Highlights from a model for remote delivery of pharmacy laboratory courses: Design, implementation and student feedback

Innovation in learning assessment


  • D. Hammoudi Halat Lebanese International University
  • M. Cherfan Lebanese International University
  • N. Mourad Lebanese International University
  • M. Rahal Lebanese International University




Remote Learning, Laboratory Courses, Pharmaceutical Sciences, Assessment, Lebanon


Laboratory courses constituted a major challenge to remote learning, particularly with limited previous experience in virtual delivery. This case study aims to describe a model used for remote delivery of laboratory courses for students at Lebanese International University, School of Pharmacy, and to report student experiences, perceptions and attitudes through a structured questionnaire. Google Classroom was used as the learning platform, with synchronous and asynchronous teaching. Videos were used to simulate experiments; assignments, reports and quizzes were used for assessments. A total of 329 students responded to the questionnaire. The majority reported a good experience and satisfaction; 62% believed that simulation videos were of good quality, easy to access and were of reasonable length. Gaps detected were deficient practice (44%), lack of experience with instruments (46%), and poor motor skills (49%). Students expressed preference for experiments videotaped by their instructors. Overall, this model was well received, and provided an alternative to remotely deliver practical courses. This study assists in preparation of future remote laboratory learning activities.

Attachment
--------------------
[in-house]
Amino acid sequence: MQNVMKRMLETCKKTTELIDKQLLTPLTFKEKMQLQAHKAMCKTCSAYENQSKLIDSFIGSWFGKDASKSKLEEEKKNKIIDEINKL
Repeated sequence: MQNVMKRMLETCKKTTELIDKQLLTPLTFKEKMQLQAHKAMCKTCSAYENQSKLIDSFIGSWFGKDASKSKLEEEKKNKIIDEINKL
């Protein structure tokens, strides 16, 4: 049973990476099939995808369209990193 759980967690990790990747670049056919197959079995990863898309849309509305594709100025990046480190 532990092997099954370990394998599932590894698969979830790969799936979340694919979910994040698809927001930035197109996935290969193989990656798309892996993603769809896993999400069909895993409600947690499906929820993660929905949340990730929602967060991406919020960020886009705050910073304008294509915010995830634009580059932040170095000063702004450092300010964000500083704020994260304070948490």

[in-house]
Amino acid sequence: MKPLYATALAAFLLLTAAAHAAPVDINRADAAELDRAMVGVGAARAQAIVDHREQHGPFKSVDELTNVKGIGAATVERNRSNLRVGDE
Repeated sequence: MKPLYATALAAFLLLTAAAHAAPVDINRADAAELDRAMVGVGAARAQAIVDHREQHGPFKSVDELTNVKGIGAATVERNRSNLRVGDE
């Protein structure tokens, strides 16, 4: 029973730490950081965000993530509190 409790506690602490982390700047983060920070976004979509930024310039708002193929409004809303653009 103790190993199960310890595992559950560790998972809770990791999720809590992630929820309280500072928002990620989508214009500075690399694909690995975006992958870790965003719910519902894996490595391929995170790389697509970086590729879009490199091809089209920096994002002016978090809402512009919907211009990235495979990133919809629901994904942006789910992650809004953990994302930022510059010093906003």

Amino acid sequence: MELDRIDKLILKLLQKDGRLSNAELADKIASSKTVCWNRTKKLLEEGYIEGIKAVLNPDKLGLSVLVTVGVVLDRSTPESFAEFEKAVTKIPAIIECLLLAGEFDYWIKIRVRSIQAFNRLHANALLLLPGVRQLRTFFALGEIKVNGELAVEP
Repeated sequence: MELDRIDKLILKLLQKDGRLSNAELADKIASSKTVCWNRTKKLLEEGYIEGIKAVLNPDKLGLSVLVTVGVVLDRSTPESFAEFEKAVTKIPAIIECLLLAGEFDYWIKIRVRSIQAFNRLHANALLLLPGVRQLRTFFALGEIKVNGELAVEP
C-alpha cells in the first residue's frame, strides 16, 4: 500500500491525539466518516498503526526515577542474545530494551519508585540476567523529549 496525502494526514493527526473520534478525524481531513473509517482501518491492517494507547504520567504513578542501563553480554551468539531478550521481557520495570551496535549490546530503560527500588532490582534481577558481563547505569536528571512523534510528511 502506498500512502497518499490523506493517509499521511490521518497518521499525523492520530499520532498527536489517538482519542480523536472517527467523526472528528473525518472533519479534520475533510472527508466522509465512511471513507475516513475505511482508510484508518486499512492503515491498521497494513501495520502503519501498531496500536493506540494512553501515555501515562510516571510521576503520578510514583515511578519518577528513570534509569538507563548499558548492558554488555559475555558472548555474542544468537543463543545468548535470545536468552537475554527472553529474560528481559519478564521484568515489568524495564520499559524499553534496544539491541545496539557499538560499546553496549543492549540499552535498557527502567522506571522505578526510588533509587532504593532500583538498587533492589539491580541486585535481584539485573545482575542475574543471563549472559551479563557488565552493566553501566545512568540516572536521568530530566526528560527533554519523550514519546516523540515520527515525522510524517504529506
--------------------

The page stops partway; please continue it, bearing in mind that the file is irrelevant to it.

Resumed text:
Author Biographies

D. Hammoudi Halat, Lebanese International University

School of Pharmacy

M. Cherfan, Lebanese International University

School of Pharmacy

N. Mourad, Lebanese International University

School of Pharmacy,

M. Rahal, Lebanese International University

School of Pharmacy


Brazeau, G.A. (2020). Lessons Learned and Brighter Opportunities for Pharmacy Education Amid COVID-19. American Journal of Pharmaceutical Education, 84(6). https://doi.org/10.5688/ajpe8230

Dedeilia, A., Sotiropoulos, M.G., Hanrahan, J.G., Janga, D. Dedeilias, P., & Sideris, M. (2020) Medical and Surgical Education Challenges and Innovations in the COVID-19 Era: A Systematic Review. In Vivo, 34, 1603–1611. https://doi.org/10.21873/invivo.11950

Dunham, M.W., Ghirtis, K., & Beleh, M. (2012) The use of virtual laboratories and other web-based tools in a drug assay course. American Journal of Pharmaceutical Education, 76(5) 84, https://doi.org/10.5688/ajpe76584

Hallal, K., HajjHussein, H., & Tlais, S. (2020) A Quick Shift from Classroom to Google Classroom: SWOT Analysis. Journal of Chemical Education. https://doi.org/10.1021/acs.jchemed.0c00624

Park, H.L., & Shrewsbury, R.P. (2016) Student Evaluation of Online Pharmaceutical Compounding Videos. American Journal of Pharmaceutical Education, 80(2) 30. https://doi.org/10.5688/ajpe80230





COVID-19 Case Study